E3 press conferences rarely contain big business announcements these days. So it was amazing to see the platform announce the acquisition of four studios, Playground Games, Ninja Theory, Undead Labs and Compulsion Games at its event this year.
Microsoft has somewhat struggled with first-party releases over the life of Xbox One, so this investment in the future is money well spent. That said, there’s been some absolute gems in the Xbox One era, with Playground Games’ Forza Horizon series one of the very best, both critically and commercially. And now rumours are circulating that the studio’s nascent second team is working on nothing less than a new Fable title.
We got in touch with Gavin Raeburn, studio director at Playground Games, and MCV’s 2017 Person of the Year, to ask why the studio has decided to become part of Microsoft Studios after years of working together.
You’ve been working closely with Microsoft for many years – why has this deal come now and how long has it been brewing?
We’ve built up a great relationship and a huge amount of trust with Turn 10 and Xbox over the last eight years. We both have a shared vision to create the very best experiences we can for our fans.
So now that we are developing two major titles for Xbox [possibly Fable according to rumours], becoming first party felt like a natural progression for us. It’s a change that I believe will enable us to make even greater games in the future.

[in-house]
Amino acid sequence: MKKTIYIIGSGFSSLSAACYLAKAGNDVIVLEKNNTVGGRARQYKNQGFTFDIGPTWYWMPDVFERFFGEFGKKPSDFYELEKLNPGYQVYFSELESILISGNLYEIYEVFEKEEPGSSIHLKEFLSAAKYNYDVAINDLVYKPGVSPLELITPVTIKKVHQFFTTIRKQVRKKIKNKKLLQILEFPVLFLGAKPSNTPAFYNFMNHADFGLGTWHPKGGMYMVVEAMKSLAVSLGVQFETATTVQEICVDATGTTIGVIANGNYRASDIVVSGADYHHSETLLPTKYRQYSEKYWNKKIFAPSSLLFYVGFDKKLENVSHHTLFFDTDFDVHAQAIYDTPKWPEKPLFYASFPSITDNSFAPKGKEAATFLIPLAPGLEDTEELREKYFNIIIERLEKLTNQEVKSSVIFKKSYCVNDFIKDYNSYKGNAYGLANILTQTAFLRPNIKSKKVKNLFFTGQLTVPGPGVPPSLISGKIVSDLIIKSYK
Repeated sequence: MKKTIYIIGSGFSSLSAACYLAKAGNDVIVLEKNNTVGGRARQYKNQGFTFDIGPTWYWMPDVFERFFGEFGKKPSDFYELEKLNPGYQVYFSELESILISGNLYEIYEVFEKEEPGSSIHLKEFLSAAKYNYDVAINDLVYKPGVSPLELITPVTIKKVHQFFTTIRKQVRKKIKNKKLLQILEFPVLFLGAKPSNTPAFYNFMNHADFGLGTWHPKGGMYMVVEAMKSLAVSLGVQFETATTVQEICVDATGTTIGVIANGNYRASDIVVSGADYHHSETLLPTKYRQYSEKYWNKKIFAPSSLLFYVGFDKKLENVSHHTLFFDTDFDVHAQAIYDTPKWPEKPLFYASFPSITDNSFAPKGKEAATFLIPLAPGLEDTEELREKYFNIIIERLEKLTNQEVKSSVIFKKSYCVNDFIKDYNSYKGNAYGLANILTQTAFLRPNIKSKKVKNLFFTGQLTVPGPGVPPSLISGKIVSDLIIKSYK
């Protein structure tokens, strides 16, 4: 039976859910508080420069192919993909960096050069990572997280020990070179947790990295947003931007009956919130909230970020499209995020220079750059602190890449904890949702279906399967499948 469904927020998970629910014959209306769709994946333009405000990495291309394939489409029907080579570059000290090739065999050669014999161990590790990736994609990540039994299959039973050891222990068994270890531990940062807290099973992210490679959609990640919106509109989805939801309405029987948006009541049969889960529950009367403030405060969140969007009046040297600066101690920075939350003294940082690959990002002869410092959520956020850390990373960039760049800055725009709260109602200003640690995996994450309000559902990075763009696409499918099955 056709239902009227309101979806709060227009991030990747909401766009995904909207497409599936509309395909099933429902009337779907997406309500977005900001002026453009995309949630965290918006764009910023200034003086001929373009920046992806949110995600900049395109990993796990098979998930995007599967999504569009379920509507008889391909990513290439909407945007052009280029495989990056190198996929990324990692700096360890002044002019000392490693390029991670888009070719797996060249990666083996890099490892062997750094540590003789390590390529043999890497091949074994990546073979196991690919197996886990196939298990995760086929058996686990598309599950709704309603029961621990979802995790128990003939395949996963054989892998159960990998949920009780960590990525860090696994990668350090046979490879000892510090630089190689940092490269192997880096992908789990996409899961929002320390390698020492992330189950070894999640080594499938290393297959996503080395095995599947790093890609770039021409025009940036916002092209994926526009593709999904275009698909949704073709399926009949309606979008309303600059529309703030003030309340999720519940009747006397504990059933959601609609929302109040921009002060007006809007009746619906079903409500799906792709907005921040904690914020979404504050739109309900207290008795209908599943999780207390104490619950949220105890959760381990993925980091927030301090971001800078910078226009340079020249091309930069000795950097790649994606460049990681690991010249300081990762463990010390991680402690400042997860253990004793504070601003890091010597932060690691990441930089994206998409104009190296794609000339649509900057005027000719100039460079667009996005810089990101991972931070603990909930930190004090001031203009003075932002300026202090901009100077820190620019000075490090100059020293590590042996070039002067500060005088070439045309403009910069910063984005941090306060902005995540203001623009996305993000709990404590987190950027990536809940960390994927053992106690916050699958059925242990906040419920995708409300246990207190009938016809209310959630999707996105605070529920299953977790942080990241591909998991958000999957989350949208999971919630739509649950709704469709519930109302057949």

We can now collaborate more closely with Xbox and the other first party studios, which I’m really excited about. And we can also help influence platform level decisions.
We can also take a longer view on our projects and be more strategic with our plans for tools and tech, which can be difficult as an independent studio where securing that next project is all-important, and growth isn’t easy.
I really do believe our best years are ahead of us. Our goal until recently for the studio was to become the best independent developer in the world. But now that we’ve been acquired, we want to leverage the additional support of Microsoft to become best developer in the world. A lofty goal, but one I think we could only ever achieve as part of Microsoft.
Do you think the security and prestige of first-party status helps attract top talent? How hard has it been to attract a whole new studio’s worth of talent?
Hiring a full team can be tough, especially in a challenging recruitment market such as the one we’re in now. But Xbox is such an exciting place to be, that even in a tight recruitment market, we’ve still been able to make world-class hires. I can only see this improving now that Playground is first-party with the added security this brings.
You already shared technology with Turn 10 – presumably you’ll get even greater access to Microsoft Studio’s codebase now?
Yes, absolutely. As an independent studio, you tend to work in a very siloed way, so I’m really looking forward to seeing what we can learn from the other first-party studios and what we can contribute to them as well. I strongly believe that collaboration makes for better games. [And so does Xbox head of first-party Matt Booty in our recent interview]
Presumably, as you were publishing exclusively through Microsoft before, there’s no huge change in terms of that side of the business?
No change at all. In fact, very little changes in the way we run our studio day-to-day. It was very important to both us and Microsoft throughout the acquisition process that our culture and approach to game development remained the same.